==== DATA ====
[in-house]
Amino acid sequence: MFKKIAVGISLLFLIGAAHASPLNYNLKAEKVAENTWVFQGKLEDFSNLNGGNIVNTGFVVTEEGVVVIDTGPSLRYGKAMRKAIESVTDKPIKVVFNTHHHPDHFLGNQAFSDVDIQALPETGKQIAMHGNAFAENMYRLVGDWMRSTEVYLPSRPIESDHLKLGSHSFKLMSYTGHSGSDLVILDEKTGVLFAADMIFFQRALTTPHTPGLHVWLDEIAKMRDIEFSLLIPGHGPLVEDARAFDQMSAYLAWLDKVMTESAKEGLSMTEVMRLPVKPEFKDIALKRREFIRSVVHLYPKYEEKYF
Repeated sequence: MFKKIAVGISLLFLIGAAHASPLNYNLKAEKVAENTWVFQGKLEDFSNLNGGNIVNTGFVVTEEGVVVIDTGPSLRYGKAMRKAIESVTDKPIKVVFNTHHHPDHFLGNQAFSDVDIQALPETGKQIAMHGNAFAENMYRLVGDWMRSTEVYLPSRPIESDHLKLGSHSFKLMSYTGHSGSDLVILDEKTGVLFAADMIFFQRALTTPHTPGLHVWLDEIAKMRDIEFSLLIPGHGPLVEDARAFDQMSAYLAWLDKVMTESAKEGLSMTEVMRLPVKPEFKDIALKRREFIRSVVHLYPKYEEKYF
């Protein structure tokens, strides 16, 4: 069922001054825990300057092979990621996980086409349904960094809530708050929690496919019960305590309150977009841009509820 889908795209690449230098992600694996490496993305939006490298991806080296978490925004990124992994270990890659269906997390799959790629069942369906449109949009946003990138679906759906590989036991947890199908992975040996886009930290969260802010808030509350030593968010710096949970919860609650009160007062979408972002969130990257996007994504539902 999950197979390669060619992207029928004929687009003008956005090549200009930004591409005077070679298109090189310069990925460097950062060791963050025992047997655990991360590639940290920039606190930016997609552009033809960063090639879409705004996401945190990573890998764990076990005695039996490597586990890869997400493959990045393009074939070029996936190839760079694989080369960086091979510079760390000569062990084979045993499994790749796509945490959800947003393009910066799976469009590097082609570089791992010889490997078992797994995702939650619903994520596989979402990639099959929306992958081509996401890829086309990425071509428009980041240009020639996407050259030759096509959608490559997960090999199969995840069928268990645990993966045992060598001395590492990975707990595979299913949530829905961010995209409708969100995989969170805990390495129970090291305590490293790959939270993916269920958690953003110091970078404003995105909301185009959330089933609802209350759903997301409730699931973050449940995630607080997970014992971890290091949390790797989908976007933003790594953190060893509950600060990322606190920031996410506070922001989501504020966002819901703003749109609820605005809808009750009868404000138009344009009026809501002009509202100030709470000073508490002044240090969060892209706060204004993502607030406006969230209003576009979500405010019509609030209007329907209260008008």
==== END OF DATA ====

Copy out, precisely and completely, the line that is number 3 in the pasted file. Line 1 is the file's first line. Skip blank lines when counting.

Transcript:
Repeated sequence: MFKKIAVGISLLFLIGAAHASPLNYNLKAEKVAENTWVFQGKLEDFSNLNGGNIVNTGFVVTEEGVVVIDTGPSLRYGKAMRKAIESVTDKPIKVVFNTHHHPDHFLGNQAFSDVDIQALPETGKQIAMHGNAFAENMYRLVGDWMRSTEVYLPSRPIESDHLKLGSHSFKLMSYTGHSGSDLVILDEKTGVLFAADMIFFQRALTTPHTPGLHVWLDEIAKMRDIEFSLLIPGHGPLVEDARAFDQMSAYLAWLDKVMTESAKEGLSMTEVMRLPVKPEFKDIALKRREFIRSVVHLYPKYEEKYF